Geoscience Games: In a Monday afternoon session entitled “Games, Interactive Simulations, and Virtual Labs for Science Teaching and Learning,” eight speakers talked about a variety of efforts to engage students in science through creative and interactive media, as well as attempts to gauge the successes and failures of the games in the teaching process. Astronomy and Earth’s climate were the two most common subjects, although games are also being developed to help students understand earthquakes and explore the deep sea. In addition to personal computers, platforms for which games are being developed include mobile devices, Facebook and even Xbox 360.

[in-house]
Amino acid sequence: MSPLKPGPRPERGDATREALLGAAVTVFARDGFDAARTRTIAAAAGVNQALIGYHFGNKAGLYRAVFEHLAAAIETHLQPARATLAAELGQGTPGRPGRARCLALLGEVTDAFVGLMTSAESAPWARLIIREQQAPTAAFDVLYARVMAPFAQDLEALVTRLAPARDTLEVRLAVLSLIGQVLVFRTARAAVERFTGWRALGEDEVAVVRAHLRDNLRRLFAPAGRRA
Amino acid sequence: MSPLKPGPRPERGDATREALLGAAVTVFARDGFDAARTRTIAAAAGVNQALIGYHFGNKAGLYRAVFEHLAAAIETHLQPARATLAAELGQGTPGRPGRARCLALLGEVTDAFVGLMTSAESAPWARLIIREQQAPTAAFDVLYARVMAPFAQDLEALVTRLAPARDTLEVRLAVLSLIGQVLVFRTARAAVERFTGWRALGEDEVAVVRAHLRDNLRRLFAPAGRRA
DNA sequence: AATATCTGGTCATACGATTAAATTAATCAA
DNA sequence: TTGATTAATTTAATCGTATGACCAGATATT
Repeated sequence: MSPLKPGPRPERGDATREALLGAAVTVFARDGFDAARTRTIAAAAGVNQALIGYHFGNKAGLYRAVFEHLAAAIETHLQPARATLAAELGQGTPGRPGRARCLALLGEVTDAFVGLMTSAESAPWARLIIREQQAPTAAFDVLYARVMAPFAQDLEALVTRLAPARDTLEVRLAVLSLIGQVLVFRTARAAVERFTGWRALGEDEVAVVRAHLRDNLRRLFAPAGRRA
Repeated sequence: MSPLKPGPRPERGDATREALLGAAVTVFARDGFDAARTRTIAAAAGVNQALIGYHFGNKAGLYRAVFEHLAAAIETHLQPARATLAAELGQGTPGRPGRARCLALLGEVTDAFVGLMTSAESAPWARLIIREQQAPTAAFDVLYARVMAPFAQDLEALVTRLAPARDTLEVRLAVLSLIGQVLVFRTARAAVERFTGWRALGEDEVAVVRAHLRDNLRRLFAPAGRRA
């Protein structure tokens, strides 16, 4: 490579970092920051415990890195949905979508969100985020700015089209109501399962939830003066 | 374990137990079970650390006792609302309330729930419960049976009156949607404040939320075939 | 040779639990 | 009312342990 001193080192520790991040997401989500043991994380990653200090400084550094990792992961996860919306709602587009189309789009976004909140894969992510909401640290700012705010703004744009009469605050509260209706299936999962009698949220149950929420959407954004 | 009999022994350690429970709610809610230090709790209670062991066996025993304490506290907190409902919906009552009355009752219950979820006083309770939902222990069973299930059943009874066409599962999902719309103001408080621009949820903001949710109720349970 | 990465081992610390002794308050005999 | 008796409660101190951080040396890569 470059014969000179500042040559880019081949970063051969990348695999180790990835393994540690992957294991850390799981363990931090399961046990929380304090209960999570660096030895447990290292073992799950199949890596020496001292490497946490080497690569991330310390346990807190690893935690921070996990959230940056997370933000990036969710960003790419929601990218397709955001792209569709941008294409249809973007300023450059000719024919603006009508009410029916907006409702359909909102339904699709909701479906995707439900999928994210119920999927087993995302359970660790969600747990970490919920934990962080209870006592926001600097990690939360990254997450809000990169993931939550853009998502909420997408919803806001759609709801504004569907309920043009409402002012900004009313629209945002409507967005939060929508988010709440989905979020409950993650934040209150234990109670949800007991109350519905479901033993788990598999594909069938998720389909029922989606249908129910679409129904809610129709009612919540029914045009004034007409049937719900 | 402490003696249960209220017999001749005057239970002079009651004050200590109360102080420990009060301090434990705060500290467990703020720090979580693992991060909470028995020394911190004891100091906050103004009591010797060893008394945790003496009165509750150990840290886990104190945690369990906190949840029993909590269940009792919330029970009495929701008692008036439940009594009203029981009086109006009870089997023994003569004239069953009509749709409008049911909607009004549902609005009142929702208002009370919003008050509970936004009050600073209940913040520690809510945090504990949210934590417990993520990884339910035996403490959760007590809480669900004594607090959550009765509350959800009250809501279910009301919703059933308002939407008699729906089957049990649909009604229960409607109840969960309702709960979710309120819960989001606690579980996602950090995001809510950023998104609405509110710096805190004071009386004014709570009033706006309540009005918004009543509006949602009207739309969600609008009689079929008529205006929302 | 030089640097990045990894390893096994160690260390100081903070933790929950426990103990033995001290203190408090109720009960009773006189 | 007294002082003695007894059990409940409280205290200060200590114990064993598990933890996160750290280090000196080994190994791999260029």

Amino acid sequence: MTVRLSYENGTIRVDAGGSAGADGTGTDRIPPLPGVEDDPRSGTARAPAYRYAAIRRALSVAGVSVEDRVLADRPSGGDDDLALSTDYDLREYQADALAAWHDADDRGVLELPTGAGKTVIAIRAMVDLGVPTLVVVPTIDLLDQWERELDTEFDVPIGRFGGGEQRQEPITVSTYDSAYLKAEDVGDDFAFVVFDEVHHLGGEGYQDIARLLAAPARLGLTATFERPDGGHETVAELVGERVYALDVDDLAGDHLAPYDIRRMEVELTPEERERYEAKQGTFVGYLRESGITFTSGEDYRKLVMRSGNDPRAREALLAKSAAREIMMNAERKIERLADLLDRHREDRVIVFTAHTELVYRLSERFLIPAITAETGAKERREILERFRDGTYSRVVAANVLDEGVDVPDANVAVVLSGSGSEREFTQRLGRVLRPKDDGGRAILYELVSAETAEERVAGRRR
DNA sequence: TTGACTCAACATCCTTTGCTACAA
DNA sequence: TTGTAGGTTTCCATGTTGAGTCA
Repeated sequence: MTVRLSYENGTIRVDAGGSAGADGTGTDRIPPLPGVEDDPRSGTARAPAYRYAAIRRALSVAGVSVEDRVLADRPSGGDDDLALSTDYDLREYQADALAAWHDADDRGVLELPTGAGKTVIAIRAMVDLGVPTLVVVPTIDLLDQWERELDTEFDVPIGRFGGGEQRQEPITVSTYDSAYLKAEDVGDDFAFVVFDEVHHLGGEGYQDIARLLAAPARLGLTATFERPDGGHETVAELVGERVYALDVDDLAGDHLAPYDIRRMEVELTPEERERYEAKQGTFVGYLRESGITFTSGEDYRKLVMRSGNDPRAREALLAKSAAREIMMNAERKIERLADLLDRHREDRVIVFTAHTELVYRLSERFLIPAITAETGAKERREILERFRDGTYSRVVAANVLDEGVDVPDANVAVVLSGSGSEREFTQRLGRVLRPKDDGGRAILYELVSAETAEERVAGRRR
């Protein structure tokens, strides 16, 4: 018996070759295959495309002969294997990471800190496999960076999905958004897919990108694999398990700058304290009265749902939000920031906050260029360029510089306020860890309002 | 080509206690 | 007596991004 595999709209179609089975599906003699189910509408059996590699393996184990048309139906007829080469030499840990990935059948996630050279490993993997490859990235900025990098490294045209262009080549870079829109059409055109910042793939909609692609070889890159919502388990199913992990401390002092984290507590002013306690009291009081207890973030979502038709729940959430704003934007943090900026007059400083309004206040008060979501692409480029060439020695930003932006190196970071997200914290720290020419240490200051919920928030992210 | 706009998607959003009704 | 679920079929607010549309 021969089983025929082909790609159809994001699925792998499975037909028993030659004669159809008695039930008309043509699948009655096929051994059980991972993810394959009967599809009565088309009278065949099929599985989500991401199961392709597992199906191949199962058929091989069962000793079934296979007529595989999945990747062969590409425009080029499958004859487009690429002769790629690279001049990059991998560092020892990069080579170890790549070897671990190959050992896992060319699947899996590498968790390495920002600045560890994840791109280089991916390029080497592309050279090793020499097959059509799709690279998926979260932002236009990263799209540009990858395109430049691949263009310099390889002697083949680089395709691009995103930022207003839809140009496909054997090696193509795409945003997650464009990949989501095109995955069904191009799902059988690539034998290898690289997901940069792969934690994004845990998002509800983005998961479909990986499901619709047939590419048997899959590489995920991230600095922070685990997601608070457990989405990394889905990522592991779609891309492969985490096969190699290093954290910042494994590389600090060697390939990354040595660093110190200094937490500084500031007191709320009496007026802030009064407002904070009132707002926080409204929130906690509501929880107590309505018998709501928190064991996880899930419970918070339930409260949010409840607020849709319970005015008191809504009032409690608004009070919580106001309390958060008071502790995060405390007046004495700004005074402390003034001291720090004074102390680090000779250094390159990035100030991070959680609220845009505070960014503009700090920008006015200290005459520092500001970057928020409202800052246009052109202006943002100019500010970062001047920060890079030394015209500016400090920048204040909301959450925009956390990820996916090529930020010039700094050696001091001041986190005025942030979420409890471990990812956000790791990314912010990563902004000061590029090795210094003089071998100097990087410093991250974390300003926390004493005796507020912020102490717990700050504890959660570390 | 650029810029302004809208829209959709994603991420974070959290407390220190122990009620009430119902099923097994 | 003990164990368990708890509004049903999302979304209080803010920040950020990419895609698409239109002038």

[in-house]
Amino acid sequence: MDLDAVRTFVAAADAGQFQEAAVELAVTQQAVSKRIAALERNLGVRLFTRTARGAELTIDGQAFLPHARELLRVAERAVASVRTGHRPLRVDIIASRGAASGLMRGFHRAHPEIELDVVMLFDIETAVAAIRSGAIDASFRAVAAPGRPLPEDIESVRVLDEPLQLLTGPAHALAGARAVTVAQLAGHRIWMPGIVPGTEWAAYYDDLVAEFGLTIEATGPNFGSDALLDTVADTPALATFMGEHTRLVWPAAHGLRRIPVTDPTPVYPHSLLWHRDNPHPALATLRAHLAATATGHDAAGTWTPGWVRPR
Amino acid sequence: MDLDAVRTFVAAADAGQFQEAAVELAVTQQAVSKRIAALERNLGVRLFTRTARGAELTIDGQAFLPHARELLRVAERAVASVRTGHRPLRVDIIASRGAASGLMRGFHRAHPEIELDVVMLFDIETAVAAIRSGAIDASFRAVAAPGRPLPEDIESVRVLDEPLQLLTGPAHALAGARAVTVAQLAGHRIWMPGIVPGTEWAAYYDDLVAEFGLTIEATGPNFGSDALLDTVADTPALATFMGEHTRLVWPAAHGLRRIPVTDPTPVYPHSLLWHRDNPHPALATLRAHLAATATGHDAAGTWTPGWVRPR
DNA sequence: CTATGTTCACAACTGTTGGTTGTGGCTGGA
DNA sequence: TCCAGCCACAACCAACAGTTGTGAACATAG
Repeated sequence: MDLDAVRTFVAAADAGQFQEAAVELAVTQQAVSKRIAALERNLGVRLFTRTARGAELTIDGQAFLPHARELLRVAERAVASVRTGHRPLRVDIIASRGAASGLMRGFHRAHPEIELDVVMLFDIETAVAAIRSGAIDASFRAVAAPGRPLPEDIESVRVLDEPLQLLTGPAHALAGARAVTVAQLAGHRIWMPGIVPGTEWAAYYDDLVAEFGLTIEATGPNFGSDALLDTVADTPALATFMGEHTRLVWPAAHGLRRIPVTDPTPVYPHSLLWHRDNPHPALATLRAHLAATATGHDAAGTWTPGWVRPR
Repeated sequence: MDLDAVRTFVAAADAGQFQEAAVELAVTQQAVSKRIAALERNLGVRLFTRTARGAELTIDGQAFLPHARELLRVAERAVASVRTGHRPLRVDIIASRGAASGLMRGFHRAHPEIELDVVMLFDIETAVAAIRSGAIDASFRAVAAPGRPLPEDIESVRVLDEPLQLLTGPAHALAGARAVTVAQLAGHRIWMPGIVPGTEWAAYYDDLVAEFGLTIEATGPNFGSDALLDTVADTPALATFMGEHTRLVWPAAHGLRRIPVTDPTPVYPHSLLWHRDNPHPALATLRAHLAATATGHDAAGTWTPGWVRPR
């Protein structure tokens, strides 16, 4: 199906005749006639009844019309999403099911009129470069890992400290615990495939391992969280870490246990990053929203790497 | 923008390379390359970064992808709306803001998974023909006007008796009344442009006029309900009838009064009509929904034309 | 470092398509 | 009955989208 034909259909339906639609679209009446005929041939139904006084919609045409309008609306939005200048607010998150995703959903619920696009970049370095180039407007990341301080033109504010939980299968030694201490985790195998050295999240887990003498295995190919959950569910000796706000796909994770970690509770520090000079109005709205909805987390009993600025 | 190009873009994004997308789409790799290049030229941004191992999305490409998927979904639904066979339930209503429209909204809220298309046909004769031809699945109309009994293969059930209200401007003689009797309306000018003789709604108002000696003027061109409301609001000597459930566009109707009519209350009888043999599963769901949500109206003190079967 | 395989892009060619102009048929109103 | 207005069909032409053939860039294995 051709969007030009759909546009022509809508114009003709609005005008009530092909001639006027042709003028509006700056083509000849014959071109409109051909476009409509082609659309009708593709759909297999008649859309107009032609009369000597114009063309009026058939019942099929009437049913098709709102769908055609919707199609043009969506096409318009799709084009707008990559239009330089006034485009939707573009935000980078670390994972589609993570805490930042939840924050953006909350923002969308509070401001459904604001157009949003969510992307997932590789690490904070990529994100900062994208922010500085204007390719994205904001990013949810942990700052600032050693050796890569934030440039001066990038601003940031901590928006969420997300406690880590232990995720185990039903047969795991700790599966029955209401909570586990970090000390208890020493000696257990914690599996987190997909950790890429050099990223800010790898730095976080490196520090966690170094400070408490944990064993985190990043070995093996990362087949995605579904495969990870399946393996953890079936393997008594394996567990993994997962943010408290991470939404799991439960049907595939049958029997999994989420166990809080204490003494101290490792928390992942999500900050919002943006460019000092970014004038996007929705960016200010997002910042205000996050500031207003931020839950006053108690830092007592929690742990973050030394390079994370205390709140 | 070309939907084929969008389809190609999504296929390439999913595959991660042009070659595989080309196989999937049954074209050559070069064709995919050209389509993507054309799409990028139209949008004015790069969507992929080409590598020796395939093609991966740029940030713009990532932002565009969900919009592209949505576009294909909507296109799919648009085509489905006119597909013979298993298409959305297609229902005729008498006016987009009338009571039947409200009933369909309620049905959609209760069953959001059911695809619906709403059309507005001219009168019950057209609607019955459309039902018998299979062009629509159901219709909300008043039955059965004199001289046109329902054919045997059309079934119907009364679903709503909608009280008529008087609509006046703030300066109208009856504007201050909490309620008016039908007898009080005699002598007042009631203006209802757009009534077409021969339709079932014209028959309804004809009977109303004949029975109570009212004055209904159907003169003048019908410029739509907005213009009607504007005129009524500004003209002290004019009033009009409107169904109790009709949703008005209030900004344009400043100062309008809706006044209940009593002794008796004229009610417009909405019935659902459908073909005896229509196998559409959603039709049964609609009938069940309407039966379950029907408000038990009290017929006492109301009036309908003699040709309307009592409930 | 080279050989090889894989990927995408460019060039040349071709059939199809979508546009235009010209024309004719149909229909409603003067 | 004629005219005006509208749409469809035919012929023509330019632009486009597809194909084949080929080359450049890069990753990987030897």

Mermaids: At a press conference Monday, Dec. 9, scientists discussed the recent deployment and testing of several MERMAIDs (Mobile Earthquake Recorder in Marine Areas by Independent Divers). Essentially seismometers at sea, the instruments are intended to record earthquake signals in the ocean — where seismic measurements have traditionally been few and far between — and help researchers better characterize unknown parts of Earth’s internal structure. Soon after the first two MERMAIDs were deployed in the Mediterranean in December 2012, they detected a magnitude-6 temblor that had occurred 5,000 kilometers away. The seagoing instruments improve upon conventional hydrophone networks used to detect seismicity because they are mobile, relatively low-cost and can be retrieved easily, and the early success “gives us confidence that we can open up the oceans,” said Guust Nolet, a geophysicist with Géoazur in France. The team has plans to deploy 10 additional MERMAIDs this spring, and hopes to eventually deploy as many as 300 to 400 if funding permits.